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Document 32022L2557

Directive (EU) 2022/2557 of the European Parliament and of the Council of 14 December 2022 on the resilience of critical entities and repealing Council Directive 2008/114/EC (Text with EEA relevance)

PE/51/2022/REV/1

OJ L 333, 27/12/2022, p. 164–198 (BG, ES, CS, DA, DE, ET, EL, EN, FR, GA, HR, IT, LV, LT, HU, MT, NL, PL, PT, RO, SK, SL, FI, SV)

Legal status of the document In force

ELI: http://data.europa.eu/eli/dir/2022/2557/oj

27.12.2022   

EN

Official Journal of the European Union

L 333/164


DIRECTIVE (EU) 2022/2557 OF THE EUROPEAN PARLIAMENT AND OF THE COUNCIL

of 14 December 2022

on the resilience of critical entities and repealing Council Directive 2008/114/EC

(Text with EEA relevance)

THE EUROPEAN PARLIAMENT AND THE COUNCIL OF THE EUROPEAN UNION,

Having regard to the Treaty on the Functioning of the European Union, and in particular Article 114 thereof,

Having regard to the proposal from the European Commission,

After transmission of the draft legislative act to the national parliaments,

Having regard to the opinion of the European Economic and Social Committee (1),

Having regard to the opinion of the Committee of the Regions (2),

Acting in accordance with the ordinary legislative procedure (3),

Whereas:

(1)

Critical entities, as providers of essential services, play an indispensable role in the maintenance of vital societal functions or economic activities in the internal market in an increasingly interdependent Union economy. It is therefore essential to set out a Union framework with the aim of both enhancing the resilience of critical entities in the internal market by laying down harmonised minimum rules and assisting them by means of coherent and dedicated support and supervision measures.

(2)

Council Directive 2008/114/EC (4) provides for a procedure for designating European critical infrastructure in the energy and transport sectors the disruption or destruction of which would have a significant cross-border impact on at least two Member States. That Directive focuses exclusively on the protection of such infrastructure. However, the evaluation of Directive 2008/114/EC conducted in 2019 found that, due to the increasingly interconnected and cross-border nature of operations using critical infrastructure, protective measures relating to individual assets alone are insufficient to prevent all disruptions from taking place. Therefore, it is necessary to shift the approach towards ensuring that risks are better accounted for, that the role and duties of critical entities as providers of services essential to the functioning of the internal market are better defined and coherent, and that Union rules are adopted to enhance the resilience of critical entities. Critical entities should be in a position to reinforce their ability to prevent, protect against, respond to, resist, mitigate, absorb, accommodate and recover from incidents that have the potential to disrupt the provision of essential services.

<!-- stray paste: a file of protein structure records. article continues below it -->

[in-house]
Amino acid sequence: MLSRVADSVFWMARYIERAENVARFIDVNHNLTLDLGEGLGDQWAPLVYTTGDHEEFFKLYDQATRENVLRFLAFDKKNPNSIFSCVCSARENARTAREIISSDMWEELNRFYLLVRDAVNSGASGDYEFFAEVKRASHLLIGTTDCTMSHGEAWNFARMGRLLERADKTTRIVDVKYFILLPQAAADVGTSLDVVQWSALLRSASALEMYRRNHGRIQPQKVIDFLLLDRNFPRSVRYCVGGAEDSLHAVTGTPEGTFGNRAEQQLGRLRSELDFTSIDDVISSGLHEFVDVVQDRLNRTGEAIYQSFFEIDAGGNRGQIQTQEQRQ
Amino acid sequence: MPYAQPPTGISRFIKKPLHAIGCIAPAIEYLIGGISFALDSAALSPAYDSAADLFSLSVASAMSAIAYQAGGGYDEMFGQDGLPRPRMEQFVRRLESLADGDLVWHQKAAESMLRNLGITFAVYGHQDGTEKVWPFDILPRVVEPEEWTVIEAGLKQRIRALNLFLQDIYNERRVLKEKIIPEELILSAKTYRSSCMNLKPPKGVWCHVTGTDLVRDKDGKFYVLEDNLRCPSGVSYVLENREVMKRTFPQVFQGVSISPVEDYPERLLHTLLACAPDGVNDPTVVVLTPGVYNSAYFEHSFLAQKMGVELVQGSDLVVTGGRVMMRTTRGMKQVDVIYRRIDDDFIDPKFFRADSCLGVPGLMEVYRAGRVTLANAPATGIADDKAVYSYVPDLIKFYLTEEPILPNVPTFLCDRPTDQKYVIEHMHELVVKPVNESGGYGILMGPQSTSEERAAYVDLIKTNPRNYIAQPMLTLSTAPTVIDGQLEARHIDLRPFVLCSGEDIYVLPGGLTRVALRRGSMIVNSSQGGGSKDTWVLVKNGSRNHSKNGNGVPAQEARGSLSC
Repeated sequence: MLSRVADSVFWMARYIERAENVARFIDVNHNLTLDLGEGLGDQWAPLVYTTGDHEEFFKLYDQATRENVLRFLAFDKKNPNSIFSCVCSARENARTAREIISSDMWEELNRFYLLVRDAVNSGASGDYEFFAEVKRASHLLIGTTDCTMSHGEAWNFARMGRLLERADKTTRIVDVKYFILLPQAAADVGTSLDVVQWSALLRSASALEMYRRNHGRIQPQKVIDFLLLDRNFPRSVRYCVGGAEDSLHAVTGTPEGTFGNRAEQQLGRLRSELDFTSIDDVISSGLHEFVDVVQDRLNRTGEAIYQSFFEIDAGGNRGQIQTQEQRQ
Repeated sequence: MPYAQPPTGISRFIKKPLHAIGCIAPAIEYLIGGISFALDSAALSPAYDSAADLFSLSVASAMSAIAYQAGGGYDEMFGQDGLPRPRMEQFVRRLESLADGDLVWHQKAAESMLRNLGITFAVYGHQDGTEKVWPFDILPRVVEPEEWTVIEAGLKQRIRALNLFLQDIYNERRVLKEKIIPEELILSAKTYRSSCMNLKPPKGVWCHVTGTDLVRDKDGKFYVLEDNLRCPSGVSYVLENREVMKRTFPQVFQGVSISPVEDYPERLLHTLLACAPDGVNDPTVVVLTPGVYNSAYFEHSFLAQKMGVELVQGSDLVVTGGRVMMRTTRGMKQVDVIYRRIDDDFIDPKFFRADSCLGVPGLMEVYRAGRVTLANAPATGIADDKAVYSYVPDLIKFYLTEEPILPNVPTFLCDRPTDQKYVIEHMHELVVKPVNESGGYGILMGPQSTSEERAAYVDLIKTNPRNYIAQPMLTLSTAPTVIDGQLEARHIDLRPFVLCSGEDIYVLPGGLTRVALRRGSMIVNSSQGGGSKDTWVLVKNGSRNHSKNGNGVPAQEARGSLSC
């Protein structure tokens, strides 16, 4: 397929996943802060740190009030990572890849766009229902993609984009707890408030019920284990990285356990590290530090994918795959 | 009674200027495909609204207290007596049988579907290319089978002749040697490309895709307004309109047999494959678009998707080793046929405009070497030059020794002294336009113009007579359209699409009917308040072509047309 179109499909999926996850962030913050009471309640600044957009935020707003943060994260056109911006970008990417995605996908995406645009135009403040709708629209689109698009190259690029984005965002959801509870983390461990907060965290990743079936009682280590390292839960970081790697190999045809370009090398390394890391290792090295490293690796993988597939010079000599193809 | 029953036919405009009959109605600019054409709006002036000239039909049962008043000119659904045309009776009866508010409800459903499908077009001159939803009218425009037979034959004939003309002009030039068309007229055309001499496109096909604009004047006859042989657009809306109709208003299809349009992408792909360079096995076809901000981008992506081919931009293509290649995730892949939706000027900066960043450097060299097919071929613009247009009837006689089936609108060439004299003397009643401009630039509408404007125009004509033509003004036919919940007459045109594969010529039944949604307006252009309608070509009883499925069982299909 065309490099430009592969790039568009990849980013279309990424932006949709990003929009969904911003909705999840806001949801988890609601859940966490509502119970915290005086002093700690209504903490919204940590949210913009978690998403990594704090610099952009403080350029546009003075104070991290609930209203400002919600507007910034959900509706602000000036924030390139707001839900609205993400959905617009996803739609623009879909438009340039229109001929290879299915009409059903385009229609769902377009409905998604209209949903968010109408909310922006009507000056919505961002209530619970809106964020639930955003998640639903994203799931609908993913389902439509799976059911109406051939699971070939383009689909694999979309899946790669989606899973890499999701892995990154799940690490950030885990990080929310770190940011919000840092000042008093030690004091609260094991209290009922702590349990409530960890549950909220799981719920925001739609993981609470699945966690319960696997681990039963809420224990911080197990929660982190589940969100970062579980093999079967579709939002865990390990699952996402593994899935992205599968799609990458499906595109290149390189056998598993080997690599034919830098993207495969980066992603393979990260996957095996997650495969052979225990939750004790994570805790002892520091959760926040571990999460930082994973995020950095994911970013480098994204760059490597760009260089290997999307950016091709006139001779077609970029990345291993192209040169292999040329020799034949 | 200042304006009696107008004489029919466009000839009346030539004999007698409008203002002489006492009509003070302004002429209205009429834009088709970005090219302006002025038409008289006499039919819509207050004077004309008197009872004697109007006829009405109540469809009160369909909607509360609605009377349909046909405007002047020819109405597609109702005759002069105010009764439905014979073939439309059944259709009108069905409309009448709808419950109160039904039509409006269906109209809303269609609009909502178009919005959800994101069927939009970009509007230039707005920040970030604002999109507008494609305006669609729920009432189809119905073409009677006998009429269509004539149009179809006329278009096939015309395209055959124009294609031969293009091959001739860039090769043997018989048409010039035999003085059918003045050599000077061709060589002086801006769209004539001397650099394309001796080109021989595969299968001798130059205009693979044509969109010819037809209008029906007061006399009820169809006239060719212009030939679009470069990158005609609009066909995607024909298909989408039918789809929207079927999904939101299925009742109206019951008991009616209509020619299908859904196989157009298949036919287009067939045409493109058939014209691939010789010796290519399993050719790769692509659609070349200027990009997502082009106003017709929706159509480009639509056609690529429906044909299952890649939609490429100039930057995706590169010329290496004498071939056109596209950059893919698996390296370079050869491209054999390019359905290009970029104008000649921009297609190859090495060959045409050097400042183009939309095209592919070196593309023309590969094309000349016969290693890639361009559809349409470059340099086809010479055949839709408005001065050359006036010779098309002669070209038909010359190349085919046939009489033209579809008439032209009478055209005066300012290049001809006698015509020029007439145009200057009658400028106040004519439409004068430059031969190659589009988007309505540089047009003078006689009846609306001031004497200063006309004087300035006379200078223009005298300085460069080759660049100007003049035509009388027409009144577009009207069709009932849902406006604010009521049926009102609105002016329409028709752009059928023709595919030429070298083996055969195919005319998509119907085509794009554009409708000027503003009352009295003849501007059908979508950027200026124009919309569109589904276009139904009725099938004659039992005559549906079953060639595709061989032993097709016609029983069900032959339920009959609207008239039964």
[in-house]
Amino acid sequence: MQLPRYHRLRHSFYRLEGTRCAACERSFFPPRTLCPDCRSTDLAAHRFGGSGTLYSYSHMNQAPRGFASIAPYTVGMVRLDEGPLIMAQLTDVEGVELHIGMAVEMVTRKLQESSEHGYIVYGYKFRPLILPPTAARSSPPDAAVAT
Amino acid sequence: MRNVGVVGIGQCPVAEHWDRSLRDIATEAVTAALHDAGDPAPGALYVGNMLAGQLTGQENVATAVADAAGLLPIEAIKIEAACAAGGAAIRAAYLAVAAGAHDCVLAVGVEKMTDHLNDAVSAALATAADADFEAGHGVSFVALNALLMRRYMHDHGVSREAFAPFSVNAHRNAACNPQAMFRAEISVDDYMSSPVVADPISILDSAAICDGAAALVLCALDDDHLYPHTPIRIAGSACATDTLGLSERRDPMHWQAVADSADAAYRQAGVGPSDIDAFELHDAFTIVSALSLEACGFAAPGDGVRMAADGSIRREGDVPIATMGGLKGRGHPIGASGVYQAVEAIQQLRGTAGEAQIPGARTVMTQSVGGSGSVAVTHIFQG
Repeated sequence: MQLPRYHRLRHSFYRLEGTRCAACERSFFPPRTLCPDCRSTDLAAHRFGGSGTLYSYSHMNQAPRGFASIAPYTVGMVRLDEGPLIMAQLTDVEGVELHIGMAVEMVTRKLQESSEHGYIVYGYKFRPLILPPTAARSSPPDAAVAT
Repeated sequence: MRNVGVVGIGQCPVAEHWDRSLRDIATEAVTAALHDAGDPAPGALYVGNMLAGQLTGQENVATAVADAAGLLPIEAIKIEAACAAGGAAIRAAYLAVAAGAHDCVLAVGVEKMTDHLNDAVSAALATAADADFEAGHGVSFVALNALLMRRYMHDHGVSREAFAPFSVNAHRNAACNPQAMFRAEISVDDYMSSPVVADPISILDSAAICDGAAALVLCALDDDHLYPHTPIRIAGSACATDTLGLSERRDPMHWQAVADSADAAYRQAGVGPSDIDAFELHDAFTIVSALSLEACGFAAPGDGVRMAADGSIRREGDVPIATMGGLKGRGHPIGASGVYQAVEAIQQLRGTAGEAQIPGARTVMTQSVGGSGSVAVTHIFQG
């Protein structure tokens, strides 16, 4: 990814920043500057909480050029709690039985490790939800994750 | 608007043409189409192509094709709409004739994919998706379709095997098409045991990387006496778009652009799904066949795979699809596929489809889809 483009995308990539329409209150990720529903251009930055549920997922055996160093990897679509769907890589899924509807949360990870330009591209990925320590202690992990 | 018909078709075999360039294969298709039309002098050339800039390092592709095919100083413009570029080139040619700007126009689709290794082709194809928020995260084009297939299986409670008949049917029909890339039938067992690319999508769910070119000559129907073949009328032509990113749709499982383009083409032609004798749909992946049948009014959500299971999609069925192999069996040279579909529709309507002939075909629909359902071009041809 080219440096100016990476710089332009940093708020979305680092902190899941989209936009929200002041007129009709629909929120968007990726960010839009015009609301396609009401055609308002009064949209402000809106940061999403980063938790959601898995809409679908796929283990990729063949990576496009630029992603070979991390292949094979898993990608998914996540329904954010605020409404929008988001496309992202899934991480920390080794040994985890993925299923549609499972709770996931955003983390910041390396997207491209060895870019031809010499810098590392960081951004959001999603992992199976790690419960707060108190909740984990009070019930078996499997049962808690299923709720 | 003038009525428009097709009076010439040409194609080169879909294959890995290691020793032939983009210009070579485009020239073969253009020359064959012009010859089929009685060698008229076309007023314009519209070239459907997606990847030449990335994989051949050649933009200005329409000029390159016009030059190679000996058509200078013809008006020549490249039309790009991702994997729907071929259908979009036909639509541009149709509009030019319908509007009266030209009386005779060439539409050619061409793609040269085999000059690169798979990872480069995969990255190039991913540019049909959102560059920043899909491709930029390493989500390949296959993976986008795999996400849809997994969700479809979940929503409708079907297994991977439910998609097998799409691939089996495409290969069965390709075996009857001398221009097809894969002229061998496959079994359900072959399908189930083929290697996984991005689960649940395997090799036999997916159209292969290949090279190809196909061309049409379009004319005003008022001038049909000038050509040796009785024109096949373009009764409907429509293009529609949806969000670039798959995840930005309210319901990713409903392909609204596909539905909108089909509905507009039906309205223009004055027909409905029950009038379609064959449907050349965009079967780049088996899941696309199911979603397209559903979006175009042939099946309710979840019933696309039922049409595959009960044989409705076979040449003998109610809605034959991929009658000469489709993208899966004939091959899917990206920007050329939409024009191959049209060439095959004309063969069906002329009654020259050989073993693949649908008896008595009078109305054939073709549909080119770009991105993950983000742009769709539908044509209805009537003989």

(3)

While a number of measures at Union level, such as the European Programme for Critical Infrastructure Protection, and at national level aim to support the protection of critical infrastructure in the Union, more should be done to better equip the entities operating such infrastructure to address the risks to their operations that could result in the disruption of the provision of essential services. More should also be done to better equip such entities because there is a dynamic threat landscape, which includes evolving hybrid and terrorist threats, and growing interdependencies between infrastructure and sectors. Moreover, there is an increased physical risk due to natural disasters and climate change, which intensifies the frequency and scale of extreme weather events and brings long-term changes in average climate conditions that can reduce the capacity, efficiency and lifespan of certain infrastructure types if climate adaptation measures are not in place. In addition, the internal market is characterised by fragmentation in respect of the identification of critical entities because relevant sectors and categories of entities are not recognised consistently as critical in all Member States. This Directive should therefore achieve a solid level of harmonisation in terms of the sectors and categories of entities falling within its scope.

(4)